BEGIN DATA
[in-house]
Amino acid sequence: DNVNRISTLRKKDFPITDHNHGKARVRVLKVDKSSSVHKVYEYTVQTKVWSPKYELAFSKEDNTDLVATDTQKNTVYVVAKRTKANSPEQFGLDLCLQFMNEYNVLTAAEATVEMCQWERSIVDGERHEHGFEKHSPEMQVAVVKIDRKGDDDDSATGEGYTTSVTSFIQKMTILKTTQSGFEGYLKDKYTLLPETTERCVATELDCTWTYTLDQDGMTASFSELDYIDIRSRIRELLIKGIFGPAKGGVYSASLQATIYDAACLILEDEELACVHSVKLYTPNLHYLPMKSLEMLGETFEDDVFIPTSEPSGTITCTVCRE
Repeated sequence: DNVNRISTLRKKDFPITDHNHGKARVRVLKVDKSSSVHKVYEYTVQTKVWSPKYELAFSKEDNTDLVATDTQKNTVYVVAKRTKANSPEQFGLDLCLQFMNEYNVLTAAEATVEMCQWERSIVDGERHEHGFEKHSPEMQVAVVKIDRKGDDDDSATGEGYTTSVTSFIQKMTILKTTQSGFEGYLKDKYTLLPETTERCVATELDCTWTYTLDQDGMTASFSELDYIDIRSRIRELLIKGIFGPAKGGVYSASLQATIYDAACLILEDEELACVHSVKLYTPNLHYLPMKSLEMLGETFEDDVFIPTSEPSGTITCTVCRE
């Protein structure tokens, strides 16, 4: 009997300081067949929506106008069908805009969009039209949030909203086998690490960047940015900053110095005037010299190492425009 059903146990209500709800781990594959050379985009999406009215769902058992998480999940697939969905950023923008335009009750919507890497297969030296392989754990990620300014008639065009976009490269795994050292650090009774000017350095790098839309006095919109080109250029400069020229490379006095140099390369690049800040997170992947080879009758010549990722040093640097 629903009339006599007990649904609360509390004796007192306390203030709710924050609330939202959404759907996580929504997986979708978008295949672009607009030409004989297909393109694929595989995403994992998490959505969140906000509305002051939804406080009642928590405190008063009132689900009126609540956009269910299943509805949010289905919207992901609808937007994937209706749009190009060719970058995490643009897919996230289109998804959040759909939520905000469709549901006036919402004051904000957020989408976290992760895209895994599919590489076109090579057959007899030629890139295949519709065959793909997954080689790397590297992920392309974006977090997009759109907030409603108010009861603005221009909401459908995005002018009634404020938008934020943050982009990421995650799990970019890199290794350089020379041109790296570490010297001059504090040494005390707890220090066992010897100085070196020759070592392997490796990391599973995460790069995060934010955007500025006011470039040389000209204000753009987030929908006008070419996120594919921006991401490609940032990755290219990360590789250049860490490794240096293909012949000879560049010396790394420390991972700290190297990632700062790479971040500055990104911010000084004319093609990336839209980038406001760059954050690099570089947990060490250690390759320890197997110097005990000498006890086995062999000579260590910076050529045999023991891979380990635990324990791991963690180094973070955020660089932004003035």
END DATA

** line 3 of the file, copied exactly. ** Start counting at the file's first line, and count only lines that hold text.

Repeated sequence: DNVNRISTLRKKDFPITDHNHGKARVRVLKVDKSSSVHKVYEYTVQTKVWSPKYELAFSKEDNTDLVATDTQKNTVYVVAKRTKANSPEQFGLDLCLQFMNEYNVLTAAEATVEMCQWERSIVDGERHEHGFEKHSPEMQVAVVKIDRKGDDDDSATGEGYTTSVTSFIQKMTILKTTQSGFEGYLKDKYTLLPETTERCVATELDCTWTYTLDQDGMTASFSELDYIDIRSRIRELLIKGIFGPAKGGVYSASLQATIYDAACLILEDEELACVHSVKLYTPNLHYLPMKSLEMLGETFEDDVFIPTSEPSGTITCTVCRE